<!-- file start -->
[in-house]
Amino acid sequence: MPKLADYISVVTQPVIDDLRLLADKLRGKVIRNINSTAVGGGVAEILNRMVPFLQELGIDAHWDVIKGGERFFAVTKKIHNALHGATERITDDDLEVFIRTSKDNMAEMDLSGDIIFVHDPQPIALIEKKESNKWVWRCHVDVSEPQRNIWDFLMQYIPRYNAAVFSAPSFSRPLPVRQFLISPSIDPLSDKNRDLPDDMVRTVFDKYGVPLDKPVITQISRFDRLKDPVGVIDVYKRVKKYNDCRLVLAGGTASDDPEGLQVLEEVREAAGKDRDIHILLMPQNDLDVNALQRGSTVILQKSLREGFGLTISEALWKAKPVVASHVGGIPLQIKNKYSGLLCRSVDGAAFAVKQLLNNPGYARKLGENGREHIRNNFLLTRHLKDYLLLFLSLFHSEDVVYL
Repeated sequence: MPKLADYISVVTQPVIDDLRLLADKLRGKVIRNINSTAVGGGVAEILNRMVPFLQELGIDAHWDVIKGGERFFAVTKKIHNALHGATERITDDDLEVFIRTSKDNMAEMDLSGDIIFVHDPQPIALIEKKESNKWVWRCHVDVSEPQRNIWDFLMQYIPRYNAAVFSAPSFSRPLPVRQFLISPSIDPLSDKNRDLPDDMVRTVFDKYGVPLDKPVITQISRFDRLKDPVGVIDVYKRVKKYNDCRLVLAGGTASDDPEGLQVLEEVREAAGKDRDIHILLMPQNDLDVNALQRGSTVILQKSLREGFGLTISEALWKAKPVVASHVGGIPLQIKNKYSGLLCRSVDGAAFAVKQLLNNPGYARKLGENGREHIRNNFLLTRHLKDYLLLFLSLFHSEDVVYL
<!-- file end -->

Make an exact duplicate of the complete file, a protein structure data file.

[in-house]
Amino acid sequence: MPKLADYISVVTQPVIDDLRLLADKLRGKVIRNINSTAVGGGVAEILNRMVPFLQELGIDAHWDVIKGGERFFAVTKKIHNALHGATERITDDDLEVFIRTSKDNMAEMDLSGDIIFVHDPQPIALIEKKESNKWVWRCHVDVSEPQRNIWDFLMQYIPRYNAAVFSAPSFSRPLPVRQFLISPSIDPLSDKNRDLPDDMVRTVFDKYGVPLDKPVITQISRFDRLKDPVGVIDVYKRVKKYNDCRLVLAGGTASDDPEGLQVLEEVREAAGKDRDIHILLMPQNDLDVNALQRGSTVILQKSLREGFGLTISEALWKAKPVVASHVGGIPLQIKNKYSGLLCRSVDGAAFAVKQLLNNPGYARKLGENGREHIRNNFLLTRHLKDYLLLFLSLFHSEDVVYL
Repeated sequence: MPKLADYISVVTQPVIDDLRLLADKLRGKVIRNINSTAVGGGVAEILNRMVPFLQELGIDAHWDVIKGGERFFAVTKKIHNALHGATERITDDDLEVFIRTSKDNMAEMDLSGDIIFVHDPQPIALIEKKESNKWVWRCHVDVSEPQRNIWDFLMQYIPRYNAAVFSAPSFSRPLPVRQFLISPSIDPLSDKNRDLPDDMVRTVFDKYGVPLDKPVITQISRFDRLKDPVGVIDVYKRVKKYNDCRLVLAGGTASDDPEGLQVLEEVREAAGKDRDIHILLMPQNDLDVNALQRGSTVILQKSLREGFGLTISEALWKAKPVVASHVGGIPLQIKNKYSGLLCRSVDGAAFAVKQLLNNPGYARKLGENGREHIRNNFLLTRHLKDYLLLFLSLFHSEDVVYL